Why did Comox boot its CAO? No shortage of speculation around town
This article has been updated to correct when Cumberland parted ways with its CAO.
In a special Town of Comox Council meeting this week, councillors voted to dump their long-time chief administrative officer, Richard Kanigan. But rumours are that the vote wasn’t unanimous.
Council members aren’t answering questions about the firing, but there has been plenty of speculation around town and no shortage of issues behind that gossip.
Some believe town staff morale has been at an all-time low ever since the town tried to break up union employees with a two-tiered wage proposal in 2017. The town brought in an out-of-town hired-gun to force the issue and employees responded with a unanimous strike vote and multiple flash mobs waving signs of discontent.
More recently, there are whispers about an alleged suspension and demotion of a public works manager who reportedly hasn’t returned to work. There may be formal grievances to settle in that case.
It’s also interesting that Kanigan’s Executive Coordinator Twyla Slonski quit her job abruptly this summer and resurfaced on July 31 as the new deputy city clerk in Port Alberni.
And then there’s the multiple legal actions that have run up some whopping legal bills for taxpayers.
The town faces a $250,000 lawsuit in BC Supreme Court over erosion and pollution of Golf Creek that could have been avoided a few years ago for about $25,000. And the town’s legal costs for the protracted saga over how the town has mishandled the Mack Laing trust agreement may be north of $100,000.
Or, there could be completely different reasons for Kanigan’s departure.
One thing is for sure: Municipal CAO positions in the Comox Valley have been a revolving door recently. Cumberland parted ways with its CAO in July. Comox Valley Regional District hired new CAO Russell Dyson in 2017 after Debra Oakman retired. Courtenay CAO Dave Allen now has the longest tenure of all his local peers. He was hired in 2013.
— Judging by the diversity of reactions to the revelation that Justin Trudeau wore black and brown faces while dressing up in costumes, his indiscretion may not affect the outcome of the current federal election. In the heat of a political battle, people in all political parties can find the justification they need to overlook their favoured candidates’ flaws.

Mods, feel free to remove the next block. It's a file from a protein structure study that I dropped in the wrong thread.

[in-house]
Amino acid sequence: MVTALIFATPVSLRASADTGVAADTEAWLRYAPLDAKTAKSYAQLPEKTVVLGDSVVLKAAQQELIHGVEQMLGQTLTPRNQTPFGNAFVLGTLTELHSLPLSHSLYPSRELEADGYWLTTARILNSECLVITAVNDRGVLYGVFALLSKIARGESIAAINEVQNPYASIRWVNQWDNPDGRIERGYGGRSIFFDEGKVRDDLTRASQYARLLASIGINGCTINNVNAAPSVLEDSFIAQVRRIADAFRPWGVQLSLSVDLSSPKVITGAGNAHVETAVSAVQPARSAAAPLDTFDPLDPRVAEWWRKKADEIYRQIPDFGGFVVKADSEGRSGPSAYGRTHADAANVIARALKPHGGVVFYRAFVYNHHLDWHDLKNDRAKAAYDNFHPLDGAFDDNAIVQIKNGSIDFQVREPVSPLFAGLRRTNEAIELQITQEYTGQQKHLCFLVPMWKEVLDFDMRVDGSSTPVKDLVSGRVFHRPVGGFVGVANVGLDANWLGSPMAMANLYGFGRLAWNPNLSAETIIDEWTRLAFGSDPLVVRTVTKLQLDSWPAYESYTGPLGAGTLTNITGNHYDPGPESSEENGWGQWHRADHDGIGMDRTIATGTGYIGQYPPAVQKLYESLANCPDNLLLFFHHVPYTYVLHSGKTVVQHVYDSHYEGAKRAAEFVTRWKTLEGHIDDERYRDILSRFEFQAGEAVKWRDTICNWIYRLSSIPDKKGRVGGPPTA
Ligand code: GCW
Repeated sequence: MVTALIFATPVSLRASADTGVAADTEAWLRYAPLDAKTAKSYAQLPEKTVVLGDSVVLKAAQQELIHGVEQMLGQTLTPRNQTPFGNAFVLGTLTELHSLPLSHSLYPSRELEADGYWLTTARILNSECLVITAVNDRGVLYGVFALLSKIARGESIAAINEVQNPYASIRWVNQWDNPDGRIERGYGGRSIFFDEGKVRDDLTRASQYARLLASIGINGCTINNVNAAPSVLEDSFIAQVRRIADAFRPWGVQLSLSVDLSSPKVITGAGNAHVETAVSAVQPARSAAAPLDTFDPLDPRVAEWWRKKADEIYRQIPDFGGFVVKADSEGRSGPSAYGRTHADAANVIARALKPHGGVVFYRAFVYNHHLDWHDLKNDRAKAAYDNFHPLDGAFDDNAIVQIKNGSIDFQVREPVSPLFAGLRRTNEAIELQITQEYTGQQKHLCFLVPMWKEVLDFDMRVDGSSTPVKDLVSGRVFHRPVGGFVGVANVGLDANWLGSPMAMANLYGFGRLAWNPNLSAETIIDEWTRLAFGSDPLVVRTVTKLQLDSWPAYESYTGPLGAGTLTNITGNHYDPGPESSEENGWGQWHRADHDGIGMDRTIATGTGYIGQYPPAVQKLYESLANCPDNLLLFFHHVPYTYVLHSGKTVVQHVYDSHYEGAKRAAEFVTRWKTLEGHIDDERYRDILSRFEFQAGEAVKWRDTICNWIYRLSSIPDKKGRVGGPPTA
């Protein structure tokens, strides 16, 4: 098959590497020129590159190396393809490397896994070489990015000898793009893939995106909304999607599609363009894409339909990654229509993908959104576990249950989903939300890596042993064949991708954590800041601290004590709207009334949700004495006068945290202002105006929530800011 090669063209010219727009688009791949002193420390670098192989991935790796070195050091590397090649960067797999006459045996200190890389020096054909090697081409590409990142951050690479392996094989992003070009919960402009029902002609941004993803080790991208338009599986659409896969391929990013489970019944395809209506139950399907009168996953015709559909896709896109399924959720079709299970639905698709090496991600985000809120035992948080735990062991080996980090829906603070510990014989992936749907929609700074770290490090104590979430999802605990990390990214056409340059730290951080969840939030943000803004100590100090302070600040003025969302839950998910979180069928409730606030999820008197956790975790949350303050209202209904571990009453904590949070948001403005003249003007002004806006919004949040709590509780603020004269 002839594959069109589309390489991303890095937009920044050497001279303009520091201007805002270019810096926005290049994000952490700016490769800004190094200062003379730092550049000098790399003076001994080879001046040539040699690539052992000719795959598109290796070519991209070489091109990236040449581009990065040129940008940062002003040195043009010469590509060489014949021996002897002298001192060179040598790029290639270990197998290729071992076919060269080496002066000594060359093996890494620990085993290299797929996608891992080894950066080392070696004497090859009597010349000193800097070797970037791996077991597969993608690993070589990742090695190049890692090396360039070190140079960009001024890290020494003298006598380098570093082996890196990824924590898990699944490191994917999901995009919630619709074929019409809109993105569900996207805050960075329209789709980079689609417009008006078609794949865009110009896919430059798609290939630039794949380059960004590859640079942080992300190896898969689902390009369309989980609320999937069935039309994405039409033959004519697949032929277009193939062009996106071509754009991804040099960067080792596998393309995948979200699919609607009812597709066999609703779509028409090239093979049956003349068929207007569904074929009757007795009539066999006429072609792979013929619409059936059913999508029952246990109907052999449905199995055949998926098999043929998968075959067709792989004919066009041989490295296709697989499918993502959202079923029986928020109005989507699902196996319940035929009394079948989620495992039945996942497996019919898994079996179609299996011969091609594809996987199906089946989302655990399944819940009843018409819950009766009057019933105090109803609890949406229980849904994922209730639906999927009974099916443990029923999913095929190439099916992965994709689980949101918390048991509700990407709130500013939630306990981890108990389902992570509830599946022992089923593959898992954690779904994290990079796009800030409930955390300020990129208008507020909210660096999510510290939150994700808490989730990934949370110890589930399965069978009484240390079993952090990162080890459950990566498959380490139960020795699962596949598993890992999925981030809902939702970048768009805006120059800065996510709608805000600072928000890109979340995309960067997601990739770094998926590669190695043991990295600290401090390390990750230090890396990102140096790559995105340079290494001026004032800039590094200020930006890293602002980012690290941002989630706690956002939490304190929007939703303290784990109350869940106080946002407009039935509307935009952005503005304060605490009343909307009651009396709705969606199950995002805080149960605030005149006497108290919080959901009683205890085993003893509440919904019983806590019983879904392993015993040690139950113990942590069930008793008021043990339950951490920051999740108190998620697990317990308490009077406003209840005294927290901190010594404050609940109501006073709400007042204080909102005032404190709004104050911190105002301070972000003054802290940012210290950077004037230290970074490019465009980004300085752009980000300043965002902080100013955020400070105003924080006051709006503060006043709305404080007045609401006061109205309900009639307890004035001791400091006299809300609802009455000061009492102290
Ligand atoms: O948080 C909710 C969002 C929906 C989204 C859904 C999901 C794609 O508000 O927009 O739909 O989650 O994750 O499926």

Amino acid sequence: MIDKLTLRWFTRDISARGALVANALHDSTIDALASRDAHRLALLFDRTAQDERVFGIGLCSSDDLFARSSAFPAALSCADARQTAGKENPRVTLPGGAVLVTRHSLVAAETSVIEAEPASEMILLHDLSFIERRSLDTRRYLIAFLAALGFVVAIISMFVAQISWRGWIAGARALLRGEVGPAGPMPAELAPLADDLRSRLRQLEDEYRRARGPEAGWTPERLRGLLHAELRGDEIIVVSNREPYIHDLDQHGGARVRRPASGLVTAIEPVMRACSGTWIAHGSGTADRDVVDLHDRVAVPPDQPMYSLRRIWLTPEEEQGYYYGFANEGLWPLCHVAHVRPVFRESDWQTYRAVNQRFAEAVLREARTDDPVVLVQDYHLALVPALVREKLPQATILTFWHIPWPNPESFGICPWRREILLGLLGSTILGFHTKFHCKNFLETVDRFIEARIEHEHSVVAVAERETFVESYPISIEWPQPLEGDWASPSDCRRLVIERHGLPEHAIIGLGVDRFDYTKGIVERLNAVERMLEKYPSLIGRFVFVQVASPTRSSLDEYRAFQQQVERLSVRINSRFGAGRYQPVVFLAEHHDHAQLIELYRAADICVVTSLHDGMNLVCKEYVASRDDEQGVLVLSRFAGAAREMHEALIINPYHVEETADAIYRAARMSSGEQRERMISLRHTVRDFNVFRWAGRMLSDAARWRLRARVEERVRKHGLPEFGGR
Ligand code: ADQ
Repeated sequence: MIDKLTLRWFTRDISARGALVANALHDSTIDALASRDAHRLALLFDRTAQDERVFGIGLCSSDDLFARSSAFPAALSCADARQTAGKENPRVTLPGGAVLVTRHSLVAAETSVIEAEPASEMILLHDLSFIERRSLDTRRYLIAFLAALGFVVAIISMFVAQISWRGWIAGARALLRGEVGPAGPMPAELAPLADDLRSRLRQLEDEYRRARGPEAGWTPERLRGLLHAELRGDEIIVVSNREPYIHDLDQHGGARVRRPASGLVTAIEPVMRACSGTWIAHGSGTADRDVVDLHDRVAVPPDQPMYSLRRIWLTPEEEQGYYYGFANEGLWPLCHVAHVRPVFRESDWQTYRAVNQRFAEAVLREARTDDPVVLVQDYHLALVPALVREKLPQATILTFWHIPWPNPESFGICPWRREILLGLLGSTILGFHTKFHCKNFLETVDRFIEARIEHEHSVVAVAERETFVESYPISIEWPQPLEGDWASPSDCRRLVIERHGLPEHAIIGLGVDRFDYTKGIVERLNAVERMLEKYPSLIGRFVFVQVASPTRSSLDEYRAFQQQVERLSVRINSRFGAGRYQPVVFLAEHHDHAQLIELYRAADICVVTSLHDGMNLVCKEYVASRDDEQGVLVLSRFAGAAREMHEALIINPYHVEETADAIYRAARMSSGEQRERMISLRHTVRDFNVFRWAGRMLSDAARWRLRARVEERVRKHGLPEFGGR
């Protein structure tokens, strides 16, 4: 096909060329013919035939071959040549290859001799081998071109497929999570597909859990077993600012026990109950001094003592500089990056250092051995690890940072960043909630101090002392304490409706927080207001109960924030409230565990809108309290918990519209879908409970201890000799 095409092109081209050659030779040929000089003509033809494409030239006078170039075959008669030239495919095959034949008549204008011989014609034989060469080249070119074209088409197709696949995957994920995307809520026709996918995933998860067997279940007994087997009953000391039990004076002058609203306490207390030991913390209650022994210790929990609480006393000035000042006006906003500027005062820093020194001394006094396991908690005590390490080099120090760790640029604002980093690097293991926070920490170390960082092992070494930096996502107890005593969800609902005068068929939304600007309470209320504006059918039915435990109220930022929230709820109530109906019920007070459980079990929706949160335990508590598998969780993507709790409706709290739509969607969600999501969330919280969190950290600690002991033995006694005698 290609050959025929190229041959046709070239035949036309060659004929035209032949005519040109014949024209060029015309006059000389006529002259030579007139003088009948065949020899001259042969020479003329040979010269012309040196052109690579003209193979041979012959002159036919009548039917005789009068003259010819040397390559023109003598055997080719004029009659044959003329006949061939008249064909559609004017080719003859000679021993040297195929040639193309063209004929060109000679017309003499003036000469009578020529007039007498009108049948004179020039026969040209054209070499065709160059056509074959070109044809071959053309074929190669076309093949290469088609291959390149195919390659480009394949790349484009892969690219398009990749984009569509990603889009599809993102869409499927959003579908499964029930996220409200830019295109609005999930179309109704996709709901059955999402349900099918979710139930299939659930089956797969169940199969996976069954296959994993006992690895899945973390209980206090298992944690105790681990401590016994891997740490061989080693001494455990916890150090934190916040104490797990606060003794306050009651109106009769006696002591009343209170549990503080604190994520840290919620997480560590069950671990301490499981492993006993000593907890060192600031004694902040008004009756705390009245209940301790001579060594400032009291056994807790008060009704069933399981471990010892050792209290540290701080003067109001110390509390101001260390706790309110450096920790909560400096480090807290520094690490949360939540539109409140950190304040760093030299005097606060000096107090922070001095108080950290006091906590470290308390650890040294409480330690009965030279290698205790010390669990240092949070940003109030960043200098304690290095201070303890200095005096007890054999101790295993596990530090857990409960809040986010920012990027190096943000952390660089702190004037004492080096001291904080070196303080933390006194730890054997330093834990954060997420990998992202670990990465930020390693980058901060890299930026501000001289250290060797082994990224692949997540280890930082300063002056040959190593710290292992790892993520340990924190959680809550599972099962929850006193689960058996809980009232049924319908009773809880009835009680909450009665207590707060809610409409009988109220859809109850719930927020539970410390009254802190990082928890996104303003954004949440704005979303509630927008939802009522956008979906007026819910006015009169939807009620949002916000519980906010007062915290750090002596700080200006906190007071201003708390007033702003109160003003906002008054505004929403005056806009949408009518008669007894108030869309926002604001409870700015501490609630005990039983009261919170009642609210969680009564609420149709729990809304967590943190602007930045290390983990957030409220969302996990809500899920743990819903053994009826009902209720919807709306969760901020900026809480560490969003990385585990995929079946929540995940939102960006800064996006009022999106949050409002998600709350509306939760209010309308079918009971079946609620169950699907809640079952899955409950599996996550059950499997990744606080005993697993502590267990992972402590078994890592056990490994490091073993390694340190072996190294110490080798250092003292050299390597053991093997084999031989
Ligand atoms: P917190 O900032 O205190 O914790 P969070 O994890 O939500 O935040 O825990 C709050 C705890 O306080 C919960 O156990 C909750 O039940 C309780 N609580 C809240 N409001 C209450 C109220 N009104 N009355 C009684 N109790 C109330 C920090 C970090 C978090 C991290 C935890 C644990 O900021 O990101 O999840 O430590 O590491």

But nobody feels sorry for Trudeau. Dressing up in costumes wasn’t uncommon in the 1990s, and is still popular among some. But adding the blackface is a genuine disappointment for a prime minister who has carefully built his brand around diversity, reconciliation and tolerance.
Of note, in the late 1980s a prominent group of Comox Valley professionals performed a Supremes lip sync song wearing blackface at a private party. Wanna bet they’re hoping no photos of that will ever surface?
— The bus accident on a logging road near Bamfield that killed two University of Victoria students led most newscasts this week. And Premier John Horgan promised to fix the road.
CBC Radio did a whole program on the topic of whether we need to pave or otherwise improve well-used logging roads around the province. But to the surprise of the show’s producers, not many of the call-in listeners were sympathetic.
Acknowledging the tragedy of the Bamfield accident, listeners pointed out that other fatal accidents had also occurred recently, most of them on paved and well-maintained roads. For example, within days of the Bamfield accident a crash on Highway 19 north of Campbell River killed two Washington state people.
Many of the show’s listeners called in to say drivers must take responsibility when traveling on roads of any description, and that each stretch of road requires unique precautions.
Driving a large highway coach bus loaded with passengers on a twisting, narrow gravel road on a dark and rainy night was not a responsible act, some callers said. Nor was it okay to put university students on that bus at that time.
The unintentional question the program left in many listener’s minds was this: Should taxpayers fund the paving of these roads because people wanting to reach remote locations are ill-informed and poorly equipped? And would paving, which allows people to drive faster, just create tragic accidents of a different sort?
— Many US colleges and universities now offer free tuition. The state of New Mexico announced this week that it would waive tuition at all of its public colleges and universities for residents, regardless of family income. Cornell University’s medical school also said this week that students who qualify for financial aid would receive free tuition. They aren’t the first to do so.
It’s a trend to relieve students from the burden of crushing debt. Something many European nations did a long time ago. Will Canadian colleges and universities follow suit?
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